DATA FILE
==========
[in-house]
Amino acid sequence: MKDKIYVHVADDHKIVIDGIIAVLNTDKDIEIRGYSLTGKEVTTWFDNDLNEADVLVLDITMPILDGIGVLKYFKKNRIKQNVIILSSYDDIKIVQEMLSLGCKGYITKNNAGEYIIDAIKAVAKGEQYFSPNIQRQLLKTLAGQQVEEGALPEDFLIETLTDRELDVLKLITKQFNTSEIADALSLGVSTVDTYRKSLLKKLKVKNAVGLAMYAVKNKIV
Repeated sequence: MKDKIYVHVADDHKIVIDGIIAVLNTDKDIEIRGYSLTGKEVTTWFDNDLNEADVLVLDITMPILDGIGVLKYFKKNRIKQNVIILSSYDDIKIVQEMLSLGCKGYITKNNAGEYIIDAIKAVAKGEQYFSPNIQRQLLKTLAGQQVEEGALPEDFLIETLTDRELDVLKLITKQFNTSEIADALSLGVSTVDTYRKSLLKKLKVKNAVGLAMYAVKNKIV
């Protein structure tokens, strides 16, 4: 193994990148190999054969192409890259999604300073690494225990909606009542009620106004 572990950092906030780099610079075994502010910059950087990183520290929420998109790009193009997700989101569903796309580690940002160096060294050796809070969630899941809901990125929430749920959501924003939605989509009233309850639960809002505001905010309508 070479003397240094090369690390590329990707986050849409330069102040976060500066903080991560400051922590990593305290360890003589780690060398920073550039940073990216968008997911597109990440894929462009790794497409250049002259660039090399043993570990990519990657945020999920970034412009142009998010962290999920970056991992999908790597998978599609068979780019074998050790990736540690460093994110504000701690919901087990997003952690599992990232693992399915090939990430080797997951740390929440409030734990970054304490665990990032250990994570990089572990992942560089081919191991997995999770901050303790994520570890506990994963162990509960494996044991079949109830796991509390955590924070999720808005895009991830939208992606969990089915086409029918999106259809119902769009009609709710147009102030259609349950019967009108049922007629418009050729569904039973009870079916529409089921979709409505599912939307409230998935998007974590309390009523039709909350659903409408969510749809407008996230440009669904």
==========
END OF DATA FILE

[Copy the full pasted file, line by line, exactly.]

[in-house]
Amino acid sequence: MKDKIYVHVADDHKIVIDGIIAVLNTDKDIEIRGYSLTGKEVTTWFDNDLNEADVLVLDITMPILDGIGVLKYFKKNRIKQNVIILSSYDDIKIVQEMLSLGCKGYITKNNAGEYIIDAIKAVAKGEQYFSPNIQRQLLKTLAGQQVEEGALPEDFLIETLTDRELDVLKLITKQFNTSEIADALSLGVSTVDTYRKSLLKKLKVKNAVGLAMYAVKNKIV
Repeated sequence: MKDKIYVHVADDHKIVIDGIIAVLNTDKDIEIRGYSLTGKEVTTWFDNDLNEADVLVLDITMPILDGIGVLKYFKKNRIKQNVIILSSYDDIKIVQEMLSLGCKGYITKNNAGEYIIDAIKAVAKGEQYFSPNIQRQLLKTLAGQQVEEGALPEDFLIETLTDRELDVLKLITKQFNTSEIADALSLGVSTVDTYRKSLLKKLKVKNAVGLAMYAVKNKIV
């Protein structure tokens, strides 16, 4: 193994990148190999054969192409890259999604300073690494225990909606009542009620106004 572990950092906030780099610079075994502010910059950087990183520290929420998109790009193009997700989101569903796309580690940002160096060294050796809070969630899941809901990125929430749920959501924003939605989509009233309850639960809002505001905010309508 070479003397240094090369690390590329990707986050849409330069102040976060500066903080991560400051922590990593305290360890003589780690060398920073550039940073990216968008997911597109990440894929462009790794497409250049002259660039090399043993570990990519990657945020999920970034412009142009998010962290999920970056991992999908790597998978599609068979780019074998050790990736540690460093994110504000701690919901087990997003952690599992990232693992399915090939990430080797997951740390929440409030734990970054304490665990990032250990994570990089572990992942560089081919191991997995999770901050303790994520570890506990994963162990509960494996044991079949109830796991509390955590924070999720808005895009991830939208992606969990089915086409029918999106259809119902769009009609709710147009102030259609349950019967009108049922007629418009050729569904039973009870079916529409089921979709409505599912939307409230998935998007974590309390009523039709909350659903409408969510749809407008996230440009669904």